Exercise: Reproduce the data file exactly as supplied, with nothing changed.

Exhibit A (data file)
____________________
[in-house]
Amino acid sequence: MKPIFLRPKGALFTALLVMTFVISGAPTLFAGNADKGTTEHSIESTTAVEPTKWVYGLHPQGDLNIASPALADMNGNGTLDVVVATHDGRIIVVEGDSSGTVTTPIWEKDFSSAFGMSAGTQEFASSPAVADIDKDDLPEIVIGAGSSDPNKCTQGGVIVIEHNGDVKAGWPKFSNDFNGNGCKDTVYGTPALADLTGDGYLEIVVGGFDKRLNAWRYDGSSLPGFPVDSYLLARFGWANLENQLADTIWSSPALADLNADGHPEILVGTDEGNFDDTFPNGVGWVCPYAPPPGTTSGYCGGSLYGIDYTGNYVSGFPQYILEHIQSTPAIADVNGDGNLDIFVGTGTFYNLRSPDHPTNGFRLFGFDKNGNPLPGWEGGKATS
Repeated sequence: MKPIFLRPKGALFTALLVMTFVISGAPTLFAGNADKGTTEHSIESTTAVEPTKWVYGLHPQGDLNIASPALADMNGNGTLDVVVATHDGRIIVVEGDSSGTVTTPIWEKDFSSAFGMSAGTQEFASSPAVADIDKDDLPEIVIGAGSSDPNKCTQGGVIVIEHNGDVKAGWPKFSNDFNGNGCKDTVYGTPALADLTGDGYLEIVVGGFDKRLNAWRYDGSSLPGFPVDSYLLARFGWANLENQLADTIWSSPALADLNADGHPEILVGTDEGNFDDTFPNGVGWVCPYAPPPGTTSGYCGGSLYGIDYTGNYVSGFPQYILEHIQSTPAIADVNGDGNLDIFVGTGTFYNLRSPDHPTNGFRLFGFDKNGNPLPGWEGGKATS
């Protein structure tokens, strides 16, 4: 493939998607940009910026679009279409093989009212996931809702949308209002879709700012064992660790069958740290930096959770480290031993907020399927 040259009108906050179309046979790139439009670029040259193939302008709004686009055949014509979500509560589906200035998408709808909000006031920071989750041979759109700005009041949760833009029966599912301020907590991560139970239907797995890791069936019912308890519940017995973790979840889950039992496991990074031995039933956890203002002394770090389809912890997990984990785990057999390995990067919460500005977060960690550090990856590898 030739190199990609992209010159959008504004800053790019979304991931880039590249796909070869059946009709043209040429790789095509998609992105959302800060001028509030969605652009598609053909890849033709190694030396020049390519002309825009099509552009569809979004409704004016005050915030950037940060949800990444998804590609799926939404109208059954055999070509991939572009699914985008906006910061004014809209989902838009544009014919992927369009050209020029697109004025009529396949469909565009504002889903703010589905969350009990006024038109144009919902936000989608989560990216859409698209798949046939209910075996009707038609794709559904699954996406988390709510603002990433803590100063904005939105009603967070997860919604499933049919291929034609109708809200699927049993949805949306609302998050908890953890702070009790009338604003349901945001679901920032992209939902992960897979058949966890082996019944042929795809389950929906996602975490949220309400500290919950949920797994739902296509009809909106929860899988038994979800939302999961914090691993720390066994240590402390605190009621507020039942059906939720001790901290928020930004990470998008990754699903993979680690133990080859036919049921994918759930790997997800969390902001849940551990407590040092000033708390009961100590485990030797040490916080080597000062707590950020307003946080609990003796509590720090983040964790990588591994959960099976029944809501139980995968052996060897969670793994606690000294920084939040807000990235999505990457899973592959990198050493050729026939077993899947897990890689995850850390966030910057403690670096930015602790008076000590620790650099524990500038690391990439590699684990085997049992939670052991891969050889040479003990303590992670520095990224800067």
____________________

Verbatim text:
[in-house]
Amino acid sequence: MKPIFLRPKGALFTALLVMTFVISGAPTLFAGNADKGTTEHSIESTTAVEPTKWVYGLHPQGDLNIASPALADMNGNGTLDVVVATHDGRIIVVEGDSSGTVTTPIWEKDFSSAFGMSAGTQEFASSPAVADIDKDDLPEIVIGAGSSDPNKCTQGGVIVIEHNGDVKAGWPKFSNDFNGNGCKDTVYGTPALADLTGDGYLEIVVGGFDKRLNAWRYDGSSLPGFPVDSYLLARFGWANLENQLADTIWSSPALADLNADGHPEILVGTDEGNFDDTFPNGVGWVCPYAPPPGTTSGYCGGSLYGIDYTGNYVSGFPQYILEHIQSTPAIADVNGDGNLDIFVGTGTFYNLRSPDHPTNGFRLFGFDKNGNPLPGWEGGKATS
Repeated sequence: MKPIFLRPKGALFTALLVMTFVISGAPTLFAGNADKGTTEHSIESTTAVEPTKWVYGLHPQGDLNIASPALADMNGNGTLDVVVATHDGRIIVVEGDSSGTVTTPIWEKDFSSAFGMSAGTQEFASSPAVADIDKDDLPEIVIGAGSSDPNKCTQGGVIVIEHNGDVKAGWPKFSNDFNGNGCKDTVYGTPALADLTGDGYLEIVVGGFDKRLNAWRYDGSSLPGFPVDSYLLARFGWANLENQLADTIWSSPALADLNADGHPEILVGTDEGNFDDTFPNGVGWVCPYAPPPGTTSGYCGGSLYGIDYTGNYVSGFPQYILEHIQSTPAIADVNGDGNLDIFVGTGTFYNLRSPDHPTNGFRLFGFDKNGNPLPGWEGGKATS
């Protein structure tokens, strides 16, 4: 493939998607940009910026679009279409093989009212996931809702949308209002879709700012064992660790069958740290930096959770480290031993907020399927 040259009108906050179309046979790139439009670029040259193939302008709004686009055949014509979500509560589906200035998408709808909000006031920071989750041979759109700005009041949760833009029966599912301020907590991560139970239907797995890791069936019912308890519940017995973790979840889950039992496991990074031995039933956890203002002394770090389809912890997990984990785990057999390995990067919460500005977060960690550090990856590898 030739190199990609992209010159959008504004800053790019979304991931880039590249796909070869059946009709043209040429790789095509998609992105959302800060001028509030969605652009598609053909890849033709190694030396020049390519002309825009099509552009569809979004409704004016005050915030950037940060949800990444998804590609799926939404109208059954055999070509991939572009699914985008906006910061004014809209989902838009544009014919992927369009050209020029697109004025009529396949469909565009504002889903703010589905969350009990006024038109144009919902936000989608989560990216859409698209798949046939209910075996009707038609794709559904699954996406988390709510603002990433803590100063904005939105009603967070997860919604499933049919291929034609109708809200699927049993949805949306609302998050908890953890702070009790009338604003349901945001679901920032992209939902992960897979058949966890082996019944042929795809389950929906996602975490949220309400500290919950949920797994739902296509009809909106929860899988038994979800939302999961914090691993720390066994240590402390605190009621507020039942059906939720001790901290928020930004990470998008990754699903993979680690133990080859036919049921994918759930790997997800969390902001849940551990407590040092000033708390009961100590485990030797040490916080080597000062707590950020307003946080609990003796509590720090983040964790990588591994959960099976029944809501139980995968052996060897969670793994606690000294920084939040807000990235999505990457899973592959990198050493050729026939077993899947897990890689995850850390966030910057403690670096930015602790008076000590620790650099524990500038690391990439590699684990085997049992939670052991891969050889040479003990303590992670520095990224800067």